New Initiatives

Molecular Engineering of Biological and Chemical Systems

The Molecular Engineering of Biological and Chemical Systems (MEBCS) program was successfully initiated in 2001 as one of the five graduate programs under the Singapore-MIT Alliance (SMA), a joint educational and research enterprise between MIT, the National University of Singapore (NUS) and the Nanyang Technological University (NTU), also in Singapore. Chaired by Professor Jackie Ying of MIT and Professor Miranda Yap of NUS, the MEBCS program offers two innovative courses of study that integrate a molecular-level understanding of biological and chemical phenomena with advances in process engineering for the life science and fine chemical industries. It involves 16 faculty fellows from MIT and Singapore, who have jointly developed eight new subjects with advanced distance education technologies, two of which have been cross-listed at MIT. The program currently has an enrollment of 45 SM/PhD students, who were selected in 2002 from an excellent pool of 250 applicants from Asia and Australia. The SM program is an intense one-year course that includes two six-week industrial immersion projects at international pharmaceutical and fine chemical companies. The PhD program involves advanced coursework and independent research jointly supervised by MIT and Singapore faculty on structured fluids, surface functionalization, microstructure tailoring and materials design in relation to fine chemicals and pharmaceuticals synthesis; as well as on molecular and cellular aspects of biotechnology, genomics, bioinformatics, proteomics, and drug design and delivery that serve as bases for advanced bioengineering. SM and PhD students spend at least one month and one semester, respectively, at MIT for coursework and research interactions.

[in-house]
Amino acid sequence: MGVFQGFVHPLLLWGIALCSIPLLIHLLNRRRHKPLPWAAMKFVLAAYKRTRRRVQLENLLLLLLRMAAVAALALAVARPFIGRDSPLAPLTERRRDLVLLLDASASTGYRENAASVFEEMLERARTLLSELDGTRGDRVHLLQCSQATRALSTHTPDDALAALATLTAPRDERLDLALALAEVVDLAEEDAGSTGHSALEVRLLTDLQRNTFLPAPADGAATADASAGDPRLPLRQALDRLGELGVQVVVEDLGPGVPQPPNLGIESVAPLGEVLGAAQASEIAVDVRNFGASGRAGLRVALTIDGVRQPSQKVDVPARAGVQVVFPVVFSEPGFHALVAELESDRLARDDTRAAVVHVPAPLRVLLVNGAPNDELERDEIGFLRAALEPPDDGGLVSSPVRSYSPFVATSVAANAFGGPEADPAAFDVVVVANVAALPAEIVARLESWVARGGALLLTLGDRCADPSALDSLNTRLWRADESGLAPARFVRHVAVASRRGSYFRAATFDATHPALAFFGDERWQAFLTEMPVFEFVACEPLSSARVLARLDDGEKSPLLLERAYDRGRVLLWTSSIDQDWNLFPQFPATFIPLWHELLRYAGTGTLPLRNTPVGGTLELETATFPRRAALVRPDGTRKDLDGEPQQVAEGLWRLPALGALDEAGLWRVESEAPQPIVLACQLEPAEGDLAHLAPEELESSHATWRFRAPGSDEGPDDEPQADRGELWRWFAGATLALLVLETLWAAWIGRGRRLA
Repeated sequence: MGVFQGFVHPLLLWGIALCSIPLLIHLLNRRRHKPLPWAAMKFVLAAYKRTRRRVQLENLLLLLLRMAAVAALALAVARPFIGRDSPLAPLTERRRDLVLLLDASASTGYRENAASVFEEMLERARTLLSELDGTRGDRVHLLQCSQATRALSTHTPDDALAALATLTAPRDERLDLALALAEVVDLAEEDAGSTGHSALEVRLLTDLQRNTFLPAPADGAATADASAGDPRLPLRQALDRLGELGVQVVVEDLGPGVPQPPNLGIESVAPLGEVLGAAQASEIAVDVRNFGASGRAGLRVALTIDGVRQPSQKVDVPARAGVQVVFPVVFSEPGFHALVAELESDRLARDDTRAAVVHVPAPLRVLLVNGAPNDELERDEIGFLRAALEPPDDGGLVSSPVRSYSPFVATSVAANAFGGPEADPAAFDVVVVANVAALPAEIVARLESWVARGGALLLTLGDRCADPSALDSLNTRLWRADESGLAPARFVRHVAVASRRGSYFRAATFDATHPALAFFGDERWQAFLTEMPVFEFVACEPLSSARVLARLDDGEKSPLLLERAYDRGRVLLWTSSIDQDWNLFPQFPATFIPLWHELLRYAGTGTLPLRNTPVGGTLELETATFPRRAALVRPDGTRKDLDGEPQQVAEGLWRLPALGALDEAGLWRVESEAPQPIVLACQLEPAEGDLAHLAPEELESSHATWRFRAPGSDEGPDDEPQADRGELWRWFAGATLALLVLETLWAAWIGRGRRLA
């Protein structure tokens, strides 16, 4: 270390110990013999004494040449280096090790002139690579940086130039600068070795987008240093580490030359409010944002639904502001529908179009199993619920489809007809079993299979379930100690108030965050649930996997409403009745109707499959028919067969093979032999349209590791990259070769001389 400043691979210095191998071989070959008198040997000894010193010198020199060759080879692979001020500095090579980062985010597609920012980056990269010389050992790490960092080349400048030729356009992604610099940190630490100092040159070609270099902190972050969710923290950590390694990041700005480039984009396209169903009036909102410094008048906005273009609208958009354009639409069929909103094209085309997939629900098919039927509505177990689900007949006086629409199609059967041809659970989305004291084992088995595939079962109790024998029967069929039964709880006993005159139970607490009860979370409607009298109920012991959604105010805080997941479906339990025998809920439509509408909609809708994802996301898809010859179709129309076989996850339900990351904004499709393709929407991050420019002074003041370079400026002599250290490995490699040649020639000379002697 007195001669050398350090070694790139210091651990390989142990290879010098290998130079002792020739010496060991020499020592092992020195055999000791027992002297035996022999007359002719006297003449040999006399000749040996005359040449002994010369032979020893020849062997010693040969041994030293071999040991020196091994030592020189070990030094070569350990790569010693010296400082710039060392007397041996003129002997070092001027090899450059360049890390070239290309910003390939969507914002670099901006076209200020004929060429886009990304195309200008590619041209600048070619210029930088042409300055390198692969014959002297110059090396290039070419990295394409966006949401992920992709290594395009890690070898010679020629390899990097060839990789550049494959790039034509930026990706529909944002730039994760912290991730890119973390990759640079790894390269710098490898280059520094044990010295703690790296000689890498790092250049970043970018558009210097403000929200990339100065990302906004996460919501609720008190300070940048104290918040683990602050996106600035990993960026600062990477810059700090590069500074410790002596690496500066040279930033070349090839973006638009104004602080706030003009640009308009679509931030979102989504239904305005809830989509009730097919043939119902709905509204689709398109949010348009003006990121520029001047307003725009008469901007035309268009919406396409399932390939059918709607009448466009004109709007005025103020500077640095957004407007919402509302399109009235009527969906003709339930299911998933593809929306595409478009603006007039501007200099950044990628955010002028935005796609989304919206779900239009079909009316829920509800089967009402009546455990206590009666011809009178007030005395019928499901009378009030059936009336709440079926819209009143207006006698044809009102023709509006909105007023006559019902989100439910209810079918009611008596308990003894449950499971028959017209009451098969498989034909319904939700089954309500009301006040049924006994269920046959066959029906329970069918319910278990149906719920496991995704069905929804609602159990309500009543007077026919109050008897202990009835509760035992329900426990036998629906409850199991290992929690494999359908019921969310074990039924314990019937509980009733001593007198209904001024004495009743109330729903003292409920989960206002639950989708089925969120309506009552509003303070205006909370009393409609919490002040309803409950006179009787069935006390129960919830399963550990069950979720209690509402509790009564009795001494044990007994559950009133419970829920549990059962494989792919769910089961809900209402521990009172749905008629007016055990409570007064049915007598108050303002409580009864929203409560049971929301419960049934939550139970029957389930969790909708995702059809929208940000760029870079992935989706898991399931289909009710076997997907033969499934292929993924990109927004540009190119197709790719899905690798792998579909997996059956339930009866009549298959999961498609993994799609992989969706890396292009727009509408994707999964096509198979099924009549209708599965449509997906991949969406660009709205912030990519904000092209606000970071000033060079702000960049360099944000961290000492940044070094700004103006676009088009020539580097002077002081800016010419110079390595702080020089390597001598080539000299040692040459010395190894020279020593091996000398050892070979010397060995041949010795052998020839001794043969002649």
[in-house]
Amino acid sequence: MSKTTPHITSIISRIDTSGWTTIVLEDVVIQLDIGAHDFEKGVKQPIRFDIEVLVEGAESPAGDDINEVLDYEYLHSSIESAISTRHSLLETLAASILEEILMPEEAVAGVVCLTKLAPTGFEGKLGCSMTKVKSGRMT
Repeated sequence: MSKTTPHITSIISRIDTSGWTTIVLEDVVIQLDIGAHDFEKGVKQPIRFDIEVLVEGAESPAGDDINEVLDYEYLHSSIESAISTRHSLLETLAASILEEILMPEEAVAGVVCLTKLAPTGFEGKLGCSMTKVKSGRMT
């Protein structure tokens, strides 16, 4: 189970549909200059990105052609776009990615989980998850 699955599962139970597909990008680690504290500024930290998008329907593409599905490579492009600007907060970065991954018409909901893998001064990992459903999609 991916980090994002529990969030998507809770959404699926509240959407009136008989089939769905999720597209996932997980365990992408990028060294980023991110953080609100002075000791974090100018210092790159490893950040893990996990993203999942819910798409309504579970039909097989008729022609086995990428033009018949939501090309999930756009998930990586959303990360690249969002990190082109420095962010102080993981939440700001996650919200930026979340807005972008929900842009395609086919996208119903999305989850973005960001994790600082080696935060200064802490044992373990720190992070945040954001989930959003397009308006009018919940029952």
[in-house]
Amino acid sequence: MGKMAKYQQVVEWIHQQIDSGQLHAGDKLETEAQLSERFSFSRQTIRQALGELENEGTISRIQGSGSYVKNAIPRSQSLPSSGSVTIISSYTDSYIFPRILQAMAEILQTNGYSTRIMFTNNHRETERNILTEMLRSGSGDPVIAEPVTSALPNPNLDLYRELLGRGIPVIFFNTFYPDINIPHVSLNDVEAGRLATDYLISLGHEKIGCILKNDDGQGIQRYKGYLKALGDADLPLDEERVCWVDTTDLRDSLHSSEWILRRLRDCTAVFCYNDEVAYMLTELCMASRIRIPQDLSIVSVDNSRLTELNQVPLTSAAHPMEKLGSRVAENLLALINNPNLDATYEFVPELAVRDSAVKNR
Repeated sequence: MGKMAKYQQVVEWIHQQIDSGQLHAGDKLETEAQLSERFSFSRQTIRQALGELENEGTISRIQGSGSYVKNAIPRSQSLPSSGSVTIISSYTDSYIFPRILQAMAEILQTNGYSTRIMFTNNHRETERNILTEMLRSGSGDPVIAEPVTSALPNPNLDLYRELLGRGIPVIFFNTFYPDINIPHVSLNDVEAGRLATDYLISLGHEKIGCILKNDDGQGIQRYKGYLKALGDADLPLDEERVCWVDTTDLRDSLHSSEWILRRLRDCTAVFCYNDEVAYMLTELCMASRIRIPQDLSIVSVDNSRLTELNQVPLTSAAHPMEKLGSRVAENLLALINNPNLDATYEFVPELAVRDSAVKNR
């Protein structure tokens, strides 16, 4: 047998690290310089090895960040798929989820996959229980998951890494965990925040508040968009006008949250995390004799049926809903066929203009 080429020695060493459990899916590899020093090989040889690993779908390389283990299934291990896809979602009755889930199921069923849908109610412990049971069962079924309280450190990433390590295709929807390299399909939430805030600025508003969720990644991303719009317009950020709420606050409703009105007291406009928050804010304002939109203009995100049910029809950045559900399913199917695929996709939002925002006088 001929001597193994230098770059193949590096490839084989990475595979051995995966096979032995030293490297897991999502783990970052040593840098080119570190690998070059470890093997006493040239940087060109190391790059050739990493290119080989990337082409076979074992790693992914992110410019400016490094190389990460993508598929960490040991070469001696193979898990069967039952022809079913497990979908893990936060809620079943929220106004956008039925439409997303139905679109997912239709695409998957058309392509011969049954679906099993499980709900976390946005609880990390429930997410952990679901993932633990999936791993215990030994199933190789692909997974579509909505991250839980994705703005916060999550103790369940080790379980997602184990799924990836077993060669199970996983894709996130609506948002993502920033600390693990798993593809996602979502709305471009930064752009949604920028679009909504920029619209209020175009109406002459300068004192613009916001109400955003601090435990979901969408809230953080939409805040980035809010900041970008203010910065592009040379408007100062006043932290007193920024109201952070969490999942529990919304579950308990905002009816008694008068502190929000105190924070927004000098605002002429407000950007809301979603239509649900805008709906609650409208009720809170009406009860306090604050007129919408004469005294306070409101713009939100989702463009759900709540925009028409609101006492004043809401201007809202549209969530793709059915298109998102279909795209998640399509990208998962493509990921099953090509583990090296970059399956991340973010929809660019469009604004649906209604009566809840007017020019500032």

Deshpande Center for Technological Innovation

Thanks to a generous $20 million gift from Jaishree Deshpande and Desh Deshpande, successful entrepreneur and co-founder of Sycamore Networks, the MIT School of Engineering has established the Deshpande Center for Technological Innovation (DCTI). Professor Charles L. Cooney, in the Department of Chemical Engineering has been named center director.